Dwarka was a city of rose and gold. The palaces and many of the mansions were built of gold, over which pink lotus domes towered, topped by soaring golden spires. The floors were made of emeralds. Precious stones studded the walls and crystal arches curved overhead, inlaid with gold. The houses were beautifully decorated and sculptures adorned the walls. Even the cowsheds were made of silver, brass and iron.

The gardens are specially mentioned. Lavish gardens were planted with fruit and flowering trees, shade trees lined the roads and fragrant flowers scented the air. Lakes and ponds full of lotuses and fountains and waterfalls delighted the eyes. The heavenly Parijaat tree was planted in abundance.

Colourful flags flew on the fort walls and cleanliness was extreme. The Bhagwat Puran describes a time when Krishna returned to the city. To welcome him every alley, lane and road was swept and sprinkled with scented water, garlands of flowers hung from every arch, and on every doorstep incense burned sweetening the air. From the higher floors above the road women dropped flower petals and lotus garlands on the procession as it wended its way down the streets, accompanied by music and dancing.

Dwarka was a very well planned city, following the highly developed science of town planning. The architect, Vishwakarman, first mapping out the highways, lanes, gates and parks. He sectioned off plots and divided the city into six zones, residential and commercial. He planned out the port and created the bridges and gateways and the fortifications. Everything was laid out in detail before the construction began.

Dwarka was built to be invincible. Two lines of massive fort walls built from huge stone blocks, ran all around it and the sea itself served as a moat. The island was cut off from the mainland and could only be approached by boat. Vishwakarman built several bridges which could be withdrawn in case of attack.

Like many kingdoms of the time Dwarka had a passport system. Its citizens were issued with a clay seal which had to be presented when they entered or left the massive gates. The seal of Dwarka was a mythical three headed dog and seals matching the description have been found in the undersea ruins today.

Dr. S. R. Rao (Archeologist)

The fortifications of Dwarka made it hard to reach. The walls were furnished with watchtowers and machines to fling fire, inflammable liquids and missiles. Its structure and location made it inaccessible and the only time it sustained damage was when the attack came, not from land or sea, but from the sky.

The Bhagwat Puran describes how King Salwa acquired an flying machine that could fly at great speed and high enough to be invisible. He mounted an two pronged attack on Dwarka in which his army laid siege to the fort while he waged war from the skies, at a time when both Balaram and Krishna were away.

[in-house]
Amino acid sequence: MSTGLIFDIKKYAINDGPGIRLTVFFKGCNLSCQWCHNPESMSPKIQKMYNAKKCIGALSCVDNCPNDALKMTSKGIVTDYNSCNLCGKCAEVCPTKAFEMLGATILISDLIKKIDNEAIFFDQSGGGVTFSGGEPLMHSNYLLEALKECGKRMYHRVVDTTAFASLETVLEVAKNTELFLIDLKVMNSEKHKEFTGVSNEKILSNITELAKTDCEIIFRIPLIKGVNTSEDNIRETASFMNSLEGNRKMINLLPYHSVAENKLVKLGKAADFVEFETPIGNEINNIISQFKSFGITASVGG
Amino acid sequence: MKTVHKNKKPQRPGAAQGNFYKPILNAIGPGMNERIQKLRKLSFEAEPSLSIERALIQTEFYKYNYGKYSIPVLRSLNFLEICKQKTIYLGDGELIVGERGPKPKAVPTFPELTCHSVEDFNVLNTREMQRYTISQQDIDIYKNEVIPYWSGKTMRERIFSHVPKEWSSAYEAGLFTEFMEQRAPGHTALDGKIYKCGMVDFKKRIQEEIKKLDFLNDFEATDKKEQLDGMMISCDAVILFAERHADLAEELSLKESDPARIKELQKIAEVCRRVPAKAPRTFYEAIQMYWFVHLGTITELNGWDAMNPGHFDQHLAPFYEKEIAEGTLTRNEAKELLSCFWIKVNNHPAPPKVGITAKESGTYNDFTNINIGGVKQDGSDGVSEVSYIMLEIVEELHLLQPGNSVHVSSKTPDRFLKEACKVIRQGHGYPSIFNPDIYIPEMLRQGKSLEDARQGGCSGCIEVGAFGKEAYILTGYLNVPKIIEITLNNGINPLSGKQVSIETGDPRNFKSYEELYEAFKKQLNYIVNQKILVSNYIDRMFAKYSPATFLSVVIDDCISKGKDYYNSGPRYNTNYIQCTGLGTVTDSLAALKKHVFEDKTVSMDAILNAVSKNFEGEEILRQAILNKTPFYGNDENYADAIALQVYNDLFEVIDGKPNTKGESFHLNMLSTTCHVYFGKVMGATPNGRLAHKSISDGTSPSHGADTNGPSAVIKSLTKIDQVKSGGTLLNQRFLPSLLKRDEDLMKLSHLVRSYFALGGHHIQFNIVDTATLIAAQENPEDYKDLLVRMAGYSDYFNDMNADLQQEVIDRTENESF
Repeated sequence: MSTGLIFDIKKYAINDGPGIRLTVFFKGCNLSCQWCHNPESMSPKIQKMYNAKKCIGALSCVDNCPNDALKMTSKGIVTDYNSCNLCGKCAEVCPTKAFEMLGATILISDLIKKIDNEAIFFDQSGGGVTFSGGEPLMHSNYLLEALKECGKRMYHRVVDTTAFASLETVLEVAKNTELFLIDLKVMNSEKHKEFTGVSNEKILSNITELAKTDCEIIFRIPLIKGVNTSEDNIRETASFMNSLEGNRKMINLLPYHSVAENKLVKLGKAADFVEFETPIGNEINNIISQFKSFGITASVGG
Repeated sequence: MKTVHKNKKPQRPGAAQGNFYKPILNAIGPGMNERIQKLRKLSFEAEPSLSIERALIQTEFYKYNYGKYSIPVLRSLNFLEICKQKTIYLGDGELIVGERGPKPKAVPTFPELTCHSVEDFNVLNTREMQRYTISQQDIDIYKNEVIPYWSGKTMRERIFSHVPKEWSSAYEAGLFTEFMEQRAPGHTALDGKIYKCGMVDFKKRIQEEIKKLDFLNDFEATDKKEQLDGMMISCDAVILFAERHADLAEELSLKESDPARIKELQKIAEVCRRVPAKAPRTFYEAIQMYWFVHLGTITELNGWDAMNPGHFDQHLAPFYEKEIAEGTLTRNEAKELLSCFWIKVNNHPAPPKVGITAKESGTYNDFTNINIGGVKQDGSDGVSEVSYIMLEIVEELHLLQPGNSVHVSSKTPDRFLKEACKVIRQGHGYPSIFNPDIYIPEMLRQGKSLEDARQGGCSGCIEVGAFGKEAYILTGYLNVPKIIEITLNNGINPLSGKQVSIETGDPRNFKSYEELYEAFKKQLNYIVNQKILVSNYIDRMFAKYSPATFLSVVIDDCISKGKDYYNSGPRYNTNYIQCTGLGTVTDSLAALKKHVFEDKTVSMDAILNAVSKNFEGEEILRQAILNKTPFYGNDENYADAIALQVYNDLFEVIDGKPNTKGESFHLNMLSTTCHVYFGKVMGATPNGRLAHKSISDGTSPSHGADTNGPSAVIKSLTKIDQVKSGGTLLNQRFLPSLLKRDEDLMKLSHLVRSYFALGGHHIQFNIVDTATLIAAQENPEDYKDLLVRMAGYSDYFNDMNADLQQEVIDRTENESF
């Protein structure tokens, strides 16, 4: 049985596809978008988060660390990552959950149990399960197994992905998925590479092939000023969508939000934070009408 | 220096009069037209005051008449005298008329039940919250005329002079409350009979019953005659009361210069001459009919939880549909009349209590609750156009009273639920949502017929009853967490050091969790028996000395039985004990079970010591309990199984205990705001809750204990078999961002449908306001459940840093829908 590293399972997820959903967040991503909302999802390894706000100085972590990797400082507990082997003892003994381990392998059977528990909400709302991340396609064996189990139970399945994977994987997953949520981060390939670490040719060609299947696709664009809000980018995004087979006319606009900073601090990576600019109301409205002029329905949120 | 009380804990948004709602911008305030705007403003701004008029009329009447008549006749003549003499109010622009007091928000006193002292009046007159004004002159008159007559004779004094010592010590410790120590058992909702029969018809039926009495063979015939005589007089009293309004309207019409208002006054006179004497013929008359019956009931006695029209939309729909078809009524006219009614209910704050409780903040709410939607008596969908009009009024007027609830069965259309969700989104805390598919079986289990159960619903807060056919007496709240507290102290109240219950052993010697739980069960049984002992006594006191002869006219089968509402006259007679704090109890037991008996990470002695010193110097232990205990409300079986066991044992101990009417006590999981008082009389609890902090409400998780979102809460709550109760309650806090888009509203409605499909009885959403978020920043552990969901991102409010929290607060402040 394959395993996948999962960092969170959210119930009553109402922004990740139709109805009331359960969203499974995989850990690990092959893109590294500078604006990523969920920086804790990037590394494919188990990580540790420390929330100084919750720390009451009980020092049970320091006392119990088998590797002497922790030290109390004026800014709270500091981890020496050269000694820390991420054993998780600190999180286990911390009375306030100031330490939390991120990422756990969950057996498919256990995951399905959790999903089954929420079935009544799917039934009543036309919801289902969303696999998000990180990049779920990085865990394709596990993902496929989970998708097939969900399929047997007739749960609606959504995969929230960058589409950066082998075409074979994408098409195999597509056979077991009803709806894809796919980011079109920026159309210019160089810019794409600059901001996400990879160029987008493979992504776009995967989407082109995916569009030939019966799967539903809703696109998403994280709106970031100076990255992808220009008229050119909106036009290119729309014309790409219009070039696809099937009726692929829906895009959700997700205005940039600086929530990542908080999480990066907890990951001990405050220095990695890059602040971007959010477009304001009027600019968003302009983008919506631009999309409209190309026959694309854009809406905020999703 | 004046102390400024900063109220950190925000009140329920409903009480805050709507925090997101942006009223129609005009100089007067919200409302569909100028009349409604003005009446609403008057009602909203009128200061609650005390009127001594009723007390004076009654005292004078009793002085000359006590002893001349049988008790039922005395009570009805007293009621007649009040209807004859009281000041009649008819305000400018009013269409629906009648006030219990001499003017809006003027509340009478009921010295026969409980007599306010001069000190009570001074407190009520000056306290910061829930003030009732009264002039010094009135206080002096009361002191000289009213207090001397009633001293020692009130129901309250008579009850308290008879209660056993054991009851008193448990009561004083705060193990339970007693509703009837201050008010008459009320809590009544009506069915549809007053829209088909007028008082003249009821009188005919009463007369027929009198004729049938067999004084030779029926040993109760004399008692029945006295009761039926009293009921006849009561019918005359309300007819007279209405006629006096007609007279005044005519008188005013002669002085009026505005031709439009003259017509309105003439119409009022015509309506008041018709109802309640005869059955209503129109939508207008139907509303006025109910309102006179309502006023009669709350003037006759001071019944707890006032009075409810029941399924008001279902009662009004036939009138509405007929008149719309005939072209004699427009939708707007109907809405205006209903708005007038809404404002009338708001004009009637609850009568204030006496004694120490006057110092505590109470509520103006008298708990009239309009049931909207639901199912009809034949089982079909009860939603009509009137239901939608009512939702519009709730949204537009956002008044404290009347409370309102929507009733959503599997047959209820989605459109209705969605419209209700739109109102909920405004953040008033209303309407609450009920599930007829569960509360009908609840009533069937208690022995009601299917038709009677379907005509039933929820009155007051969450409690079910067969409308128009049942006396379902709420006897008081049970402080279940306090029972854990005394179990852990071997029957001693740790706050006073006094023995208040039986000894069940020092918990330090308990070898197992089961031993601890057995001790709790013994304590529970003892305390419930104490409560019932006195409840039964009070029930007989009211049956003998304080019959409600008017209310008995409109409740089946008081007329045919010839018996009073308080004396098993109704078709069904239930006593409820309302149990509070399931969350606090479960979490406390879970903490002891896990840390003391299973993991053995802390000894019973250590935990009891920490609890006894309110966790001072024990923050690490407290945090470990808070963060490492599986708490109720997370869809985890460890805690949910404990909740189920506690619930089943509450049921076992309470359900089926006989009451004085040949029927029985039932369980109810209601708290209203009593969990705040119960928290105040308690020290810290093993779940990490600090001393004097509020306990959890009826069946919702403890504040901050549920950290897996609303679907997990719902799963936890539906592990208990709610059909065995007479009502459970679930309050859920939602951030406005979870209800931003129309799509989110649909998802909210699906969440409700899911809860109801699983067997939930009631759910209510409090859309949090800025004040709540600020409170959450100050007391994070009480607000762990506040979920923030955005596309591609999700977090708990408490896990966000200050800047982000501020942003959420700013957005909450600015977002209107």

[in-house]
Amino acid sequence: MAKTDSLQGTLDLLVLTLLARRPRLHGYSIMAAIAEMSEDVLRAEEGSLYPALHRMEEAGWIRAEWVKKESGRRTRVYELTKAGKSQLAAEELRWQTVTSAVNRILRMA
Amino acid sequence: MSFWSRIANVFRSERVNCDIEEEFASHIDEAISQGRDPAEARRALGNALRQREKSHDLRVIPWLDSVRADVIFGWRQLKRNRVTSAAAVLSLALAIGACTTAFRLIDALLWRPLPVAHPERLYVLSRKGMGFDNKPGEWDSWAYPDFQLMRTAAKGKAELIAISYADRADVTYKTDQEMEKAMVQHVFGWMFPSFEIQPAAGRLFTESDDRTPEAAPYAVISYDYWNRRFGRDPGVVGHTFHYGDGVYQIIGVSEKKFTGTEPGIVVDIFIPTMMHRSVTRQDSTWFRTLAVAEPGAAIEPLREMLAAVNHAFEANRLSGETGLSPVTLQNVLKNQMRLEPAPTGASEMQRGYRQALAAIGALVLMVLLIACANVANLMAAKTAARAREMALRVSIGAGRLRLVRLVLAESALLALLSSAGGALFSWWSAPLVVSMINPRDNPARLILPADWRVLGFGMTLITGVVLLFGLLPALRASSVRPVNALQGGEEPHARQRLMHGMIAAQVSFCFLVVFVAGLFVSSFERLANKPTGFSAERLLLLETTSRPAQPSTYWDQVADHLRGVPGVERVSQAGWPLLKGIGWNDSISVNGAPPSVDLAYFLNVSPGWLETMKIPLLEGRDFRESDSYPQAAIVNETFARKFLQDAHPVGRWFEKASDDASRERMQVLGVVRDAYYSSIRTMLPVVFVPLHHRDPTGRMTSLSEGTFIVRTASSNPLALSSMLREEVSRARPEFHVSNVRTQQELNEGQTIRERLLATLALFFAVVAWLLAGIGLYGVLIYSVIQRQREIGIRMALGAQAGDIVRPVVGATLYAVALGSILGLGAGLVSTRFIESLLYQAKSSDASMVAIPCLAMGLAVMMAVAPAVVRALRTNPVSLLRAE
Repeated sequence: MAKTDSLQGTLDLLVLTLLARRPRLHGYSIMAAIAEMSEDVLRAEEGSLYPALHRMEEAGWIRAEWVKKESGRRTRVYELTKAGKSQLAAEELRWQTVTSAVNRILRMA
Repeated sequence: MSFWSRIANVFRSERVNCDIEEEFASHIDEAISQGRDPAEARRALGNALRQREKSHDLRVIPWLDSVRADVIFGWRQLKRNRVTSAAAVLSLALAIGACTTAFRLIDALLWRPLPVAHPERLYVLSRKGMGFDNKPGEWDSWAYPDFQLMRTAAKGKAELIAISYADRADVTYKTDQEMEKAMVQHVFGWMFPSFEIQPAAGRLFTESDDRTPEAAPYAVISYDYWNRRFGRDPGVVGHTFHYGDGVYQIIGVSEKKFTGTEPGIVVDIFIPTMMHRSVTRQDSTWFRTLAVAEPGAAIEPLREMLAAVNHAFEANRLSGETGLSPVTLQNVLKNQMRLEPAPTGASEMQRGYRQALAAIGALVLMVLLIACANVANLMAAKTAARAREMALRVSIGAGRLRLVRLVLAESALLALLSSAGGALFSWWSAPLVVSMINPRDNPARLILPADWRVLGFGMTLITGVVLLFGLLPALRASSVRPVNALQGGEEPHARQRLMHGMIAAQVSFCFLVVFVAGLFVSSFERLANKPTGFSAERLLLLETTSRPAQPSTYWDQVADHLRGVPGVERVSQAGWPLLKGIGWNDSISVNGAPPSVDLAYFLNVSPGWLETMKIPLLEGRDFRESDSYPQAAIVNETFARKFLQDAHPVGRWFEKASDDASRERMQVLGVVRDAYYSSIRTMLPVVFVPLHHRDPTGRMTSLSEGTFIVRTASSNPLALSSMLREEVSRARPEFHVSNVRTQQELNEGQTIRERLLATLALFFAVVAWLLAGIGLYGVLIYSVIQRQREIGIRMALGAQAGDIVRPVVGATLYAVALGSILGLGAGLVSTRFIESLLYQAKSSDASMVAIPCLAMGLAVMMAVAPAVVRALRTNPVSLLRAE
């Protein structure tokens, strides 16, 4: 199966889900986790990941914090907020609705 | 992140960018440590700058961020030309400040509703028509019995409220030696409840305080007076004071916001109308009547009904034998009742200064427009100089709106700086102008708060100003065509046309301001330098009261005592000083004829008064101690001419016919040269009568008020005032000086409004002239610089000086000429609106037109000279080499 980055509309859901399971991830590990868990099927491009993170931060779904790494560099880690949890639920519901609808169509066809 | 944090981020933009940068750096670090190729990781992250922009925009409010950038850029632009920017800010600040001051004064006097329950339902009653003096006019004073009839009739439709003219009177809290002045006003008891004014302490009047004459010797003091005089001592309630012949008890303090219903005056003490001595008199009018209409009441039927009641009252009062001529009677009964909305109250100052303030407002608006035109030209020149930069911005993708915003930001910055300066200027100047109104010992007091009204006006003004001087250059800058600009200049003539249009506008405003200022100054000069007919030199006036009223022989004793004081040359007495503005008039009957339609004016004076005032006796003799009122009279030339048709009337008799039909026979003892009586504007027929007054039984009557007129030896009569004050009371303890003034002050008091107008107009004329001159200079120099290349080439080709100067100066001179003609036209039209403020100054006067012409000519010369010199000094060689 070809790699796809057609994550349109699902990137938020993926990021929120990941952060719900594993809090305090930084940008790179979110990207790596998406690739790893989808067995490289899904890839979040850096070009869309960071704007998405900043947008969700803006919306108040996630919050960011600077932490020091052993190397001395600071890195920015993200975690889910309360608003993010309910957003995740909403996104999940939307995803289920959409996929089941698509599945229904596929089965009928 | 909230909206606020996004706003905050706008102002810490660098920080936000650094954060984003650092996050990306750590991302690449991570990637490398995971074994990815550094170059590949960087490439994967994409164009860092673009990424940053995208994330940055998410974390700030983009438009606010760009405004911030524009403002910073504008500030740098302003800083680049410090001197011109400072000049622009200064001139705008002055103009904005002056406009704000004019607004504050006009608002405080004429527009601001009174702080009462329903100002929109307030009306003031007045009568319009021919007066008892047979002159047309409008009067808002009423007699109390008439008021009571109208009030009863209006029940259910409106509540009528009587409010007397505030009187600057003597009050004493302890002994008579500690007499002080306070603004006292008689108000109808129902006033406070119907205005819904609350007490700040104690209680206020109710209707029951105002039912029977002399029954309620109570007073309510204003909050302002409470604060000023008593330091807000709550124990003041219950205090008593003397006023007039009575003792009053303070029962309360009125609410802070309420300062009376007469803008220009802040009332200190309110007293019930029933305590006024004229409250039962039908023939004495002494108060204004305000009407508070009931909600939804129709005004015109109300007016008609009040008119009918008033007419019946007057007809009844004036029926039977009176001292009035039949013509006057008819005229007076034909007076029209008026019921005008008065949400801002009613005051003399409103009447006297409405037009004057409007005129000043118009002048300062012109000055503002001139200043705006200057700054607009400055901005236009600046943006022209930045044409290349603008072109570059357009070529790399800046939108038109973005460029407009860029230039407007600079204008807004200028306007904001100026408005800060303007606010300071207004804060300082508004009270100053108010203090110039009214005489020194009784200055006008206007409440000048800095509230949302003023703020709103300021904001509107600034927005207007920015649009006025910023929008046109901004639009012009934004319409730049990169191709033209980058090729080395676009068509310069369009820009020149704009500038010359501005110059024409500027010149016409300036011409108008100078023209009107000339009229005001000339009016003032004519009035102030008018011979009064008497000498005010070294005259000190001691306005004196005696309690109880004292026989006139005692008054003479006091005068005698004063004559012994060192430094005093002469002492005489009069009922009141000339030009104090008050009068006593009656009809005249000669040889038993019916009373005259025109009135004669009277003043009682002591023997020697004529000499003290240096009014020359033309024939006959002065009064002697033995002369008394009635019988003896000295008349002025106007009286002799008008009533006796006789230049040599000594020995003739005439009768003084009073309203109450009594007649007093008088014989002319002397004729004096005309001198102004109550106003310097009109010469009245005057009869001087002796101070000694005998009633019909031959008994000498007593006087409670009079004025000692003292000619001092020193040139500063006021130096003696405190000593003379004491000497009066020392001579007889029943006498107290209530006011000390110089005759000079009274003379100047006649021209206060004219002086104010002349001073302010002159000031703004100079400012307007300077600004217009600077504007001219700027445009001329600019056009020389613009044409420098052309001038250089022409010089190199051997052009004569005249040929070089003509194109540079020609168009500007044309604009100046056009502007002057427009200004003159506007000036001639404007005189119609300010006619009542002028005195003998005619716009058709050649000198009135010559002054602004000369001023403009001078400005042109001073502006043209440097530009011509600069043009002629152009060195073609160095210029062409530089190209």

The Mahabharat mentions the preparations for war. The city was sealed, no one allowed to move in or out. Mines were planted on land and the moats were filled with sharpened spikes. The bridges were removed, the docks closed to all traffic and the streets barricaded. The army was paid in advance, with gold, to keep their motivation high.

Most of the battle of Dwarka took place on land. Krishna’s son Pradyumna led the Yadav army to meet the besiegers and defeated them. But Salwa flew above the city and destroyed its structures and gardens from the air, swooping out of nowhere and taking the defenders by surprise. When Krishna returned he used his unique weapons to destroy both Salwa and his air chariot. The description given sounds very much like a missile. Salwa’s car was too high to be visible but Krishna flung a weapon that smashed into it and brought it tumbling down.

The story of Krishna and Dwarka is told in the epics and Purans, all of which are considered history. While most Indians believed that Krishna was a historical figure, many historians did not agree. Today even the die hards are changing their stance as ruins have been discovered exactly where the epics placed the legendary city, off the coast of western India, under the sea.

The excavations of Dwarka began in the early 1980s when marine archeologists found underwater stone walls. The discoveries made after that all confirm the description in the texts. They have found six layers of ruins, each above the other, showing signs of being submerged over periods of time, just as the texts described the older cities upon which Dwarka was built.